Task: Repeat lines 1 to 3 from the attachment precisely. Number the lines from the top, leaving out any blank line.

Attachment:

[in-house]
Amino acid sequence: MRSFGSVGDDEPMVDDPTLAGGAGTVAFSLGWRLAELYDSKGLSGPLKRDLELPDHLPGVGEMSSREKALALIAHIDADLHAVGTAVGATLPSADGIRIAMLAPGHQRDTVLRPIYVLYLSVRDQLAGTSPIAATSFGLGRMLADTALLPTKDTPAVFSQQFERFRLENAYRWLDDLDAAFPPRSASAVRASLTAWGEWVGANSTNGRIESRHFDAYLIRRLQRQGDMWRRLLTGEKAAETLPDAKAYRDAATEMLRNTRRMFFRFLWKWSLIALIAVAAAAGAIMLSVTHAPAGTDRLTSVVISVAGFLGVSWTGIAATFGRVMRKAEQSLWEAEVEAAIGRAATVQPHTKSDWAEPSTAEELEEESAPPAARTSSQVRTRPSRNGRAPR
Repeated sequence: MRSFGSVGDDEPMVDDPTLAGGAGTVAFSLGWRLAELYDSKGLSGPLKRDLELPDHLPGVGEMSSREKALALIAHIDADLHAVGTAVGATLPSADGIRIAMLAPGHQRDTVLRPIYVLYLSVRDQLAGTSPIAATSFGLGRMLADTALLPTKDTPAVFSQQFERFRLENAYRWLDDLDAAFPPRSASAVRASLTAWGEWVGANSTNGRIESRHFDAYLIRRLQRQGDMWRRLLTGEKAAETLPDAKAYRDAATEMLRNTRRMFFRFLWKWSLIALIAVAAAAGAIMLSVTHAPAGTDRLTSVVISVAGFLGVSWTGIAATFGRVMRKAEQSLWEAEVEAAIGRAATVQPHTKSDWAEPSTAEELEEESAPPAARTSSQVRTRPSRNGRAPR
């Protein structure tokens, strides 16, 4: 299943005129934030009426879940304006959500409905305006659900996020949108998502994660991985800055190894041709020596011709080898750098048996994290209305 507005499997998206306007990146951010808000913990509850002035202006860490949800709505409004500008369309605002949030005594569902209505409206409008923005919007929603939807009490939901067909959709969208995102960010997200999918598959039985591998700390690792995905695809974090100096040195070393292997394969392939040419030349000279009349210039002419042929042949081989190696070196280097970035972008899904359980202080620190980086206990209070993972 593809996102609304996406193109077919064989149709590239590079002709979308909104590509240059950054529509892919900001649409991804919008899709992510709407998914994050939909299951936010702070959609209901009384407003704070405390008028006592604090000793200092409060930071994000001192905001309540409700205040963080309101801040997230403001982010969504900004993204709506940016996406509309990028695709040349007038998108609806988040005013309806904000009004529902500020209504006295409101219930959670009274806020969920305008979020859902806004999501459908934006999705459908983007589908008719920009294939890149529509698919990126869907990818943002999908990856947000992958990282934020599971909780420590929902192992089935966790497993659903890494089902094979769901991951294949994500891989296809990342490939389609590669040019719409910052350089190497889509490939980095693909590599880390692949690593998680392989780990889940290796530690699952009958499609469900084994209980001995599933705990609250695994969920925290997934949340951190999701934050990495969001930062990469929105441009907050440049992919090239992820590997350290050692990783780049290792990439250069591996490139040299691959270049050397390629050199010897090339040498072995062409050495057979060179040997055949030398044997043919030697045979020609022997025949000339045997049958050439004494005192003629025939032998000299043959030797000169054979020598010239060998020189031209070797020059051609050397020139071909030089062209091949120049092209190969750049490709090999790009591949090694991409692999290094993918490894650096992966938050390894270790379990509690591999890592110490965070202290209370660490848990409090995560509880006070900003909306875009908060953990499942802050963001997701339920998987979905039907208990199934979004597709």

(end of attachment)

[in-house]
Amino acid sequence: MRSFGSVGDDEPMVDDPTLAGGAGTVAFSLGWRLAELYDSKGLSGPLKRDLELPDHLPGVGEMSSREKALALIAHIDADLHAVGTAVGATLPSADGIRIAMLAPGHQRDTVLRPIYVLYLSVRDQLAGTSPIAATSFGLGRMLADTALLPTKDTPAVFSQQFERFRLENAYRWLDDLDAAFPPRSASAVRASLTAWGEWVGANSTNGRIESRHFDAYLIRRLQRQGDMWRRLLTGEKAAETLPDAKAYRDAATEMLRNTRRMFFRFLWKWSLIALIAVAAAAGAIMLSVTHAPAGTDRLTSVVISVAGFLGVSWTGIAATFGRVMRKAEQSLWEAEVEAAIGRAATVQPHTKSDWAEPSTAEELEEESAPPAARTSSQVRTRPSRNGRAPR
Repeated sequence: MRSFGSVGDDEPMVDDPTLAGGAGTVAFSLGWRLAELYDSKGLSGPLKRDLELPDHLPGVGEMSSREKALALIAHIDADLHAVGTAVGATLPSADGIRIAMLAPGHQRDTVLRPIYVLYLSVRDQLAGTSPIAATSFGLGRMLADTALLPTKDTPAVFSQQFERFRLENAYRWLDDLDAAFPPRSASAVRASLTAWGEWVGANSTNGRIESRHFDAYLIRRLQRQGDMWRRLLTGEKAAETLPDAKAYRDAATEMLRNTRRMFFRFLWKWSLIALIAVAAAAGAIMLSVTHAPAGTDRLTSVVISVAGFLGVSWTGIAATFGRVMRKAEQSLWEAEVEAAIGRAATVQPHTKSDWAEPSTAEELEEESAPPAARTSSQVRTRPSRNGRAPR